Here in Austria, we have a military draft for those people unfortunate enough to be born with the wrong 23rd chromosome pair. I kinda lucked out, because I came to a rather relaxed unit and was trained to be a truck driver. We learned on really, really old Steyr trucks where you had to double clutch etc. They were really fun to drive though! Because their parking brake was not operated by air, but via a cable, you could ease it in with a lever, just like with a normal (manual) car, and drift through rubble or on snow. Good times.
Anyway, what I really wanted to write about was that, during and after my time as a truck driver, I had a totally different attitude towards cars in general. I would check on the tires, equipment, engine etc. much more frequently than I do now. Nowadays, I’m basically like Chuck: Four tires? Steering wheel? Let’s go!
I’m not sure if Hans really needs to read up on the use of the word “no”. Maybe pertaining to subject of cream cake. But maybe the chapter in the technical literature he is consulting is more about how to use it properly and when not to use it.
Personally, I like reading parenting literature every now and then. Obviously you can’t raise a child by the book, but quite often there are very useful tips, leads and ideas on how to handle certain situations. Also, knowing what an average child is capable of processing at a certain stage of neurological development, really helps having the right expectations and handling problems accordingly.
Our older son is now in the “Terrible Twos” phase. And, knock on wood, as of yet, they haven’t been very terrible. He is still stubborn, but he already was that from the very beginning. But either we’re such great parents, or we lucked out in that regard. Oh, well, there are still nine months to go, and then we enter the “Threenager” phase, which, according to many parents is supposed to be worse.
Right now, I’m explaining a lot that what you WANT to do and what you SHOULD or are ALLOWED to do can be totally different and, in fact, opposite things. It hasn’t registered yet, so the reason “but I want to!!” is often brought up as the ultimate, trump-all argument. I’m sure with patience, that lesson will eventually sink in. When he’s 25 or so.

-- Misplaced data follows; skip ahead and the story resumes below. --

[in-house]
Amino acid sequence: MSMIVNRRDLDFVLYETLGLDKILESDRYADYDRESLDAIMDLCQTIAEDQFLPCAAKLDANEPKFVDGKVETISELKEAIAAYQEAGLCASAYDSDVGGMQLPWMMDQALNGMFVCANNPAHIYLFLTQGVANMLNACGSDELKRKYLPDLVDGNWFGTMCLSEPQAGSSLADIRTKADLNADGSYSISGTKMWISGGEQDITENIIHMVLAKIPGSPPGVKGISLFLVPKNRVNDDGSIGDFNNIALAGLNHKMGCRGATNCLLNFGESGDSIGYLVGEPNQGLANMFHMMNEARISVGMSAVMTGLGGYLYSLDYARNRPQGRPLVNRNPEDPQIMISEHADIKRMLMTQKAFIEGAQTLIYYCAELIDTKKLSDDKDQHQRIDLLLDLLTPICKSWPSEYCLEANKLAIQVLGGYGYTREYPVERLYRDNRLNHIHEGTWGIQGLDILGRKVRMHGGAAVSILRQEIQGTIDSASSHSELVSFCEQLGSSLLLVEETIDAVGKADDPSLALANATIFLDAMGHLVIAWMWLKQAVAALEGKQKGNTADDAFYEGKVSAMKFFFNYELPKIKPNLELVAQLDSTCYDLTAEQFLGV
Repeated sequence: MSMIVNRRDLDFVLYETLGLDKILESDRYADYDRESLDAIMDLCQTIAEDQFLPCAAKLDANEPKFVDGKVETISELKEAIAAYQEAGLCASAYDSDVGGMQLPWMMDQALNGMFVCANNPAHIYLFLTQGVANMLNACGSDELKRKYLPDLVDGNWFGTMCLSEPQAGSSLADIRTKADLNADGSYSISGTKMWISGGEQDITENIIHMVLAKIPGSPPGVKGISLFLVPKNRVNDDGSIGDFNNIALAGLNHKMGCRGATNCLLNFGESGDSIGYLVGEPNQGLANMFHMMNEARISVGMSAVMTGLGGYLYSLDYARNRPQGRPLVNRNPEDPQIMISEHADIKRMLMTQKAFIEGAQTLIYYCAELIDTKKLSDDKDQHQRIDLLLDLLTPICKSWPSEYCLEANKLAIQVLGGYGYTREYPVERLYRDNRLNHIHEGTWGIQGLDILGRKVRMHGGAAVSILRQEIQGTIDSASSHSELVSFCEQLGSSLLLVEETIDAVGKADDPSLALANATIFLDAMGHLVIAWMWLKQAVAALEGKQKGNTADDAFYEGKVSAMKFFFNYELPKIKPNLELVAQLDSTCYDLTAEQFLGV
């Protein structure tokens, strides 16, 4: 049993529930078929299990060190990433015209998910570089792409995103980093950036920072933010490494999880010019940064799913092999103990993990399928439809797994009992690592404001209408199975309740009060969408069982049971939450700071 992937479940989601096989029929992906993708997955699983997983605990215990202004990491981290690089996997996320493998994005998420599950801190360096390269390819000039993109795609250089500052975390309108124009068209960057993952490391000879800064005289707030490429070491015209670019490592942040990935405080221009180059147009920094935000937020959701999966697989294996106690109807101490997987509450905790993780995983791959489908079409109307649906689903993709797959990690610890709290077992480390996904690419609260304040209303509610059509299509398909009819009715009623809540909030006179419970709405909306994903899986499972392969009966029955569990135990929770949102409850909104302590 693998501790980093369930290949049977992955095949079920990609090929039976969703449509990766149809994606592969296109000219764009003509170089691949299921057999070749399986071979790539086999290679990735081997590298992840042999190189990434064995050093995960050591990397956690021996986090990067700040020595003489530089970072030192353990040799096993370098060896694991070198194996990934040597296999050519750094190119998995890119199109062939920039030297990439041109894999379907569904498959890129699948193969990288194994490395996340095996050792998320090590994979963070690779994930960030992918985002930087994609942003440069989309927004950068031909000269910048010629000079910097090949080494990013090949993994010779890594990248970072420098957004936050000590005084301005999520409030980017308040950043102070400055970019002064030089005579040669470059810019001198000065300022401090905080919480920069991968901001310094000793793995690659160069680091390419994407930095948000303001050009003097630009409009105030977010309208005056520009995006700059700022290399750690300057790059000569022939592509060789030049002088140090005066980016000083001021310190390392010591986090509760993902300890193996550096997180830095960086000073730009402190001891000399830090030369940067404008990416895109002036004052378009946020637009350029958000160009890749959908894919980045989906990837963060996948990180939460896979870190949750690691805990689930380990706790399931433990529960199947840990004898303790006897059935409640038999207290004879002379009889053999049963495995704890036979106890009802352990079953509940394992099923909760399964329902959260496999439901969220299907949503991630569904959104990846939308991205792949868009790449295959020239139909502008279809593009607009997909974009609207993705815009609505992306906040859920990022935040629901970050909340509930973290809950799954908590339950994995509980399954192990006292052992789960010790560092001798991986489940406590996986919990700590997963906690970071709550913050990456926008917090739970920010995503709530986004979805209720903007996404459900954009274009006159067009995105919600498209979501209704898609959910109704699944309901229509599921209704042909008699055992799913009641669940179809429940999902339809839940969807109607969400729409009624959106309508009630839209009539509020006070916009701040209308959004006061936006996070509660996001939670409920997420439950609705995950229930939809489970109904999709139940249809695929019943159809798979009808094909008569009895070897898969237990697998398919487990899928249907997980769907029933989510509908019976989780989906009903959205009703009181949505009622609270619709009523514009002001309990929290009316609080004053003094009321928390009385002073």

I don’t know how many of you are familiar with Reddit. But those of you who are, probably already stumbled across “Tales From Tech Support” or “Tales From Retail“. I really think Julio has it easy compared to what some poor people working in tech support or retail have to deal with all day. My favorite call of all time probably is the guy who can’t see the difference between 0.002 dollars and 0.002 cents. I think it’s way longer in the original, but I found a clip on Youtube here. Although in this case, it’s the support guy who’s the moron. If I remember correctly, it starts out with a disgruntled customer who has been quoted 0.002 cents per MB of data used and was then charged 0.002 dollars.
Does anybody have any stories to share in that regard? I know that in aviation, you have to deal with a whole zoo of customers too.
Oh, the checkrides. Will they ever end? I don’t think I was briefed correctly when I first got into aviation because if somebody would have told me that I constantly would have to take exams just like in school, only now my job depended on it and my livelihood, I might have chosen another profession. I have had some great examiners in the past though who made the whole checkride a learning experience which in my mind is what an annual checkride is supposed to be. But after many years in aviation, I’ve also had my share of not-so-great-ones. At least I am currently only flying one make/model (as far as the FAA is concerned) which means “only” one to three checkrides a year.